Islamic State Claims Attack on Hezbollah After Syria Setback

  • At least 43 people killed, 239 injured in Beirut attack
  • Three bombers were involved in the blasts, according to army

People inspect the explosion site in South Beirut, Lebanon on Nov. 12.

Photographer: Anadolu Agency/Getty Images

Islamic State militants claimed their first attack against Hezbollah’s Beirut stronghold on Thursday, as the groups’ intensifying confrontation in Syria’s civil war spills across borders.

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Two suicide bombs that exploded just minutes apart killed at least 43 people and wounded 239 others in a densely populated part of the Lebanese capital’s southern suburbs during rush hour, the official National News Agency reported, citing the Health Ministry. The army said the body of a third bomber was found at the scene but his explosives belt had failed to detonate.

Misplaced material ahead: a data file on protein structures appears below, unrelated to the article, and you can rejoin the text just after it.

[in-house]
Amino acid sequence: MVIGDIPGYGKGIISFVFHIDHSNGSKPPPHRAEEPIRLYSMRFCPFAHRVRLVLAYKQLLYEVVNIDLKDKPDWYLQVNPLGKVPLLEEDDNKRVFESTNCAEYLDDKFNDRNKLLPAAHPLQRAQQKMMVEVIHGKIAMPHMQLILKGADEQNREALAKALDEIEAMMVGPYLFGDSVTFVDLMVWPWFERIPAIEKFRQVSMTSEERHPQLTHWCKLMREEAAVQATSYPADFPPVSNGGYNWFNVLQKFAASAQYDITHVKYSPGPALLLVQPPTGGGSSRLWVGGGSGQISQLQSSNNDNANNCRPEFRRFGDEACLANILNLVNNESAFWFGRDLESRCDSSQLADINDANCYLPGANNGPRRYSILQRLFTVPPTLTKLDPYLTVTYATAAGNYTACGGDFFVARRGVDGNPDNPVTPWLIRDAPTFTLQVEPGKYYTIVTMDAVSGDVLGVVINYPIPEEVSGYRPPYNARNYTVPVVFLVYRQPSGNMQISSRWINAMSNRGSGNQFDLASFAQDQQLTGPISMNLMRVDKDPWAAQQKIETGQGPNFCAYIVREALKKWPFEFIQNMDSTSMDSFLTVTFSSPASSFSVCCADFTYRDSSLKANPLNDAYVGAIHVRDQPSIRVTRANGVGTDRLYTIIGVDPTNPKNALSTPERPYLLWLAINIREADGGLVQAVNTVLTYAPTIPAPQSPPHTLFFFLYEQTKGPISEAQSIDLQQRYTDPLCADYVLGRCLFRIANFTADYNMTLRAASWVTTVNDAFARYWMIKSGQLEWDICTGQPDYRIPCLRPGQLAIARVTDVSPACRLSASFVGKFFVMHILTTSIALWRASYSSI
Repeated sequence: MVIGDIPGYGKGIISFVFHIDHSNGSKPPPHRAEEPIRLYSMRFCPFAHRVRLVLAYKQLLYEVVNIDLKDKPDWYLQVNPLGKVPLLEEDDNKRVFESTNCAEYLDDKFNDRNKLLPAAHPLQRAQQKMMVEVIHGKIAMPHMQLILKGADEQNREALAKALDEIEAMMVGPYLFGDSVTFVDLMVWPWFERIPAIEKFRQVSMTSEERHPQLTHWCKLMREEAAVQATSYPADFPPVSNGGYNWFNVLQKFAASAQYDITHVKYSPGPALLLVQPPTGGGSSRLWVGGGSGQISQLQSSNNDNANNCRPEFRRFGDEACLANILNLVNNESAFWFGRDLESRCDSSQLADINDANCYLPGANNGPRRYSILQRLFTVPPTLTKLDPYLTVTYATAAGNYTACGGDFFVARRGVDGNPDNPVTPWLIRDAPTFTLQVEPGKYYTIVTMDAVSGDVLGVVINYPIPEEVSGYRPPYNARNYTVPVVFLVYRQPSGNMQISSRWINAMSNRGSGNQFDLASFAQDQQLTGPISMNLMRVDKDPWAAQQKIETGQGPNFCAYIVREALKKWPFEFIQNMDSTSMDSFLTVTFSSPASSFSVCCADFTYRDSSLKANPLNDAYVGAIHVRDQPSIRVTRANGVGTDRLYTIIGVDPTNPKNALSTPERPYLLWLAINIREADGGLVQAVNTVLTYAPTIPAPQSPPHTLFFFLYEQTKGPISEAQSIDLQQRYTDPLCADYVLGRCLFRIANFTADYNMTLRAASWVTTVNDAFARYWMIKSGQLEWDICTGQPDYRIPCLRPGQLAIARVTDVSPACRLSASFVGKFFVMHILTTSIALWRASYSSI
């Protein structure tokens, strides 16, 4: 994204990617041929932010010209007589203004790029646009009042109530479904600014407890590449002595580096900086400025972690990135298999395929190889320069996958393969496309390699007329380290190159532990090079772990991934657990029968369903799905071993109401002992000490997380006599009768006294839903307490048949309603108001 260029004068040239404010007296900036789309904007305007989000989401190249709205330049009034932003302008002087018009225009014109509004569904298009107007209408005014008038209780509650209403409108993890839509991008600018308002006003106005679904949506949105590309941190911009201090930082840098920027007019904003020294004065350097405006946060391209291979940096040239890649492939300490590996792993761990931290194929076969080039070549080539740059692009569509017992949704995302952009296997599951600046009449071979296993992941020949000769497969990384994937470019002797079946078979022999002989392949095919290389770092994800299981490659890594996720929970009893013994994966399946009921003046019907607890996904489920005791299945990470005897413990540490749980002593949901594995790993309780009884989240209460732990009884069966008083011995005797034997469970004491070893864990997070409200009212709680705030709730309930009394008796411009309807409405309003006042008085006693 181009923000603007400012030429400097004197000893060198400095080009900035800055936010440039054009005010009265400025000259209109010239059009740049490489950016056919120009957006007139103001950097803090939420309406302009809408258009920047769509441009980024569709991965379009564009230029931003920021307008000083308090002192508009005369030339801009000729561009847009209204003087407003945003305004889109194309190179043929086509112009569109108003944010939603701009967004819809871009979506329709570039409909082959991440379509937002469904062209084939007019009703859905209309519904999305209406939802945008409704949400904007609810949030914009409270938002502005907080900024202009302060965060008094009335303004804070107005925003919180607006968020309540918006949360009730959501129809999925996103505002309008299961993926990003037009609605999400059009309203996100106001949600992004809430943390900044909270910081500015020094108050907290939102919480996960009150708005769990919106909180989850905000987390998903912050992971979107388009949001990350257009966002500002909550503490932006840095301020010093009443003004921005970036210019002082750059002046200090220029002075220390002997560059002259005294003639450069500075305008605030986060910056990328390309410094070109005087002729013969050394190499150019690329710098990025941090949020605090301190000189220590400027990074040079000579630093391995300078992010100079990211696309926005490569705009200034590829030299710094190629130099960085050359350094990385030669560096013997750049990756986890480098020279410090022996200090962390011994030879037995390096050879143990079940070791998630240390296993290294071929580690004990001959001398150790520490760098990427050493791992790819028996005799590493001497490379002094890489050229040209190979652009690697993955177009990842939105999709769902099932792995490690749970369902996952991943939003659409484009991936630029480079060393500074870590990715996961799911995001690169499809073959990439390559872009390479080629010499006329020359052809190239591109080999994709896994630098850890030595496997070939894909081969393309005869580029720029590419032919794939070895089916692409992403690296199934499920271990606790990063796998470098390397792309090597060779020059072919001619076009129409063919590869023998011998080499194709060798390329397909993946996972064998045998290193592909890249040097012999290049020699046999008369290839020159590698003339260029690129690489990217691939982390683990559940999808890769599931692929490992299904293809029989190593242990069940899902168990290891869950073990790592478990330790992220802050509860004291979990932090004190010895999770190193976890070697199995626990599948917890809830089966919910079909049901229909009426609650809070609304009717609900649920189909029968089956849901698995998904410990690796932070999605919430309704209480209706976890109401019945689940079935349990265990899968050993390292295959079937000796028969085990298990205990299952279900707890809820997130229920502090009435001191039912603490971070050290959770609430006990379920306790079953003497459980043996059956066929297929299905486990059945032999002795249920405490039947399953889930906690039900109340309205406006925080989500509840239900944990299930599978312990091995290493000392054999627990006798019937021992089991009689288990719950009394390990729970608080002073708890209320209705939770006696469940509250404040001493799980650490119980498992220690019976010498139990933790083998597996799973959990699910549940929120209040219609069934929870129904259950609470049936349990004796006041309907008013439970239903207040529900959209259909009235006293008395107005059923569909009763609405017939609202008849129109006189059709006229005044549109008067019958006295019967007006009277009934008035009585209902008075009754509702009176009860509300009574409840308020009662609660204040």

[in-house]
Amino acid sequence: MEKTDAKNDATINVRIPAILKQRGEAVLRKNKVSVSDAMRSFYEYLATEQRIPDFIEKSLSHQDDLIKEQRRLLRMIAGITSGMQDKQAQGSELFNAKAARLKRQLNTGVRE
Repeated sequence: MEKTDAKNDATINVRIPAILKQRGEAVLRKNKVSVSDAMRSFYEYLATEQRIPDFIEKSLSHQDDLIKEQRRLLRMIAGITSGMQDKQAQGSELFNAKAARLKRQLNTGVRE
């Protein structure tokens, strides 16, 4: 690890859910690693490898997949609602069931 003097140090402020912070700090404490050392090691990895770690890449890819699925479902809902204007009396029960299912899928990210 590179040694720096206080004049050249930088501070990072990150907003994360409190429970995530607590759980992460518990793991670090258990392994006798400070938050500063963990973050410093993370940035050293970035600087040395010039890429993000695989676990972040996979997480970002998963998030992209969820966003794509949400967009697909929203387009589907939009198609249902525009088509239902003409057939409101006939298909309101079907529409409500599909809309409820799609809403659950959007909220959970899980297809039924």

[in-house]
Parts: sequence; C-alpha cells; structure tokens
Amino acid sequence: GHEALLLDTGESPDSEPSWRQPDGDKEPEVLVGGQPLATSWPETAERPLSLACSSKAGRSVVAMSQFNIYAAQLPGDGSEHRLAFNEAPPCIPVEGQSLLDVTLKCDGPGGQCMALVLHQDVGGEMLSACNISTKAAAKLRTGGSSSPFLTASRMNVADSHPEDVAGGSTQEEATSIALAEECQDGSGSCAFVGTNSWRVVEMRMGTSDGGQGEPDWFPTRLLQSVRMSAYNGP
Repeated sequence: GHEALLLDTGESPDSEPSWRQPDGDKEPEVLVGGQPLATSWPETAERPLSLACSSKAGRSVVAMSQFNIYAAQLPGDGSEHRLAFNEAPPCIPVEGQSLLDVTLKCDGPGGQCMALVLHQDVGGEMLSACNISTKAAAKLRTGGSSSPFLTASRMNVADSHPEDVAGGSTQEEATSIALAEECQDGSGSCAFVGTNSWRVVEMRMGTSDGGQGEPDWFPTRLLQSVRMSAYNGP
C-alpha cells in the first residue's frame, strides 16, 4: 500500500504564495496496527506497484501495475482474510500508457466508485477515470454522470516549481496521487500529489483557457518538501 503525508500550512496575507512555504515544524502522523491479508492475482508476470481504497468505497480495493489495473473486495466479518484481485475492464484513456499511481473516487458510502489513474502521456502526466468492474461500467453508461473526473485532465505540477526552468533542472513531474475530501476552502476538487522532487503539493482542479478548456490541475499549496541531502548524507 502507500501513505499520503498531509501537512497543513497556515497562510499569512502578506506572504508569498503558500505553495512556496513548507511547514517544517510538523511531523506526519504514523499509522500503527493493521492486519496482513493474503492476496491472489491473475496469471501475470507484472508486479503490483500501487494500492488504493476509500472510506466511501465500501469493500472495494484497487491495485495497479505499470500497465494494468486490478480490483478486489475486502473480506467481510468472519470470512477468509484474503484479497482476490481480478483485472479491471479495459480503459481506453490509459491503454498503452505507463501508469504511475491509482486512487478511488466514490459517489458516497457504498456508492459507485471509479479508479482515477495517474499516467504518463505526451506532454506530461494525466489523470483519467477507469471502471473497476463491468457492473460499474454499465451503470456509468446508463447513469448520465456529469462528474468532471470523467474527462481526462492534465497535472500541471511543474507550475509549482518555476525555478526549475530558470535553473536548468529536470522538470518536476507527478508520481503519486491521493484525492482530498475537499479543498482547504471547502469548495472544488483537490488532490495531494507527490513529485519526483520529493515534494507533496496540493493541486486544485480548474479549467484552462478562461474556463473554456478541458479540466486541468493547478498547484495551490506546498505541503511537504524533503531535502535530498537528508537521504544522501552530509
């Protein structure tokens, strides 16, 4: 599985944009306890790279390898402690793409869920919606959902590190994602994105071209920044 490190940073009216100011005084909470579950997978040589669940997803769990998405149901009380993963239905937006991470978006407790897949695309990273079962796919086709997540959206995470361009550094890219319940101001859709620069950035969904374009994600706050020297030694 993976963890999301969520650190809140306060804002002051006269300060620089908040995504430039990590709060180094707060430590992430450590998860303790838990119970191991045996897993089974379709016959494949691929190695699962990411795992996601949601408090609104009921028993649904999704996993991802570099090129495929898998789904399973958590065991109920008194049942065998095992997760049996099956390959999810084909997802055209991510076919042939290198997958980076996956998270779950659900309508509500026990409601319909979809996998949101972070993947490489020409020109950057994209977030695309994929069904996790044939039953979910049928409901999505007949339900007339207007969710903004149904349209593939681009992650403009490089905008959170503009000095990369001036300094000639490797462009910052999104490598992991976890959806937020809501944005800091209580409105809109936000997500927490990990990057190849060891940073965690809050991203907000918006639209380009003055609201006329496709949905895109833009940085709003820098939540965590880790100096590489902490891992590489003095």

Several media outlets, including Al-Jazeera TV, said Islamic State claimed the bombings on an website affiliated to the jihadist group.

Syria-based Sunni extremists bombed Hezbollah targets in 2013 and early 2014, but those strikes preceded Islamic State’s capture of swaths of land in Syria and Iraq. They were in response to the involvement of Shiite Hezbollah fighters in the Syrian conflict, where the group supports Syrian President Bashar al-Assad.

Thursday’s blasts came two days after Syrian forces backed by Hezbollah and Russian airstrikes broke a two-year siege on the Kweiris military base in Aleppo province imposed by Islamic State militants, marking a significant success for Assad’s army and his allies.

“Today’s explosions have to be put in the regional context,” said Sami Nader, head of the Beirut-based Levant Institute for Strategic Affairs. “Islamic State has taken its fight against Hezbollah to Lebanon in what appears to be new rules of engagement."

Paul Salem, vice-president of the Middle East Institute in Washington, said Thursday’s attack means Hezbollah is paying “a heavier price” for its Syrian involvement. “But it also reinforces its narrative of ‘they’re out to get us,’" he said. “It won’t change Hezbollah’s strategy in Syria.”

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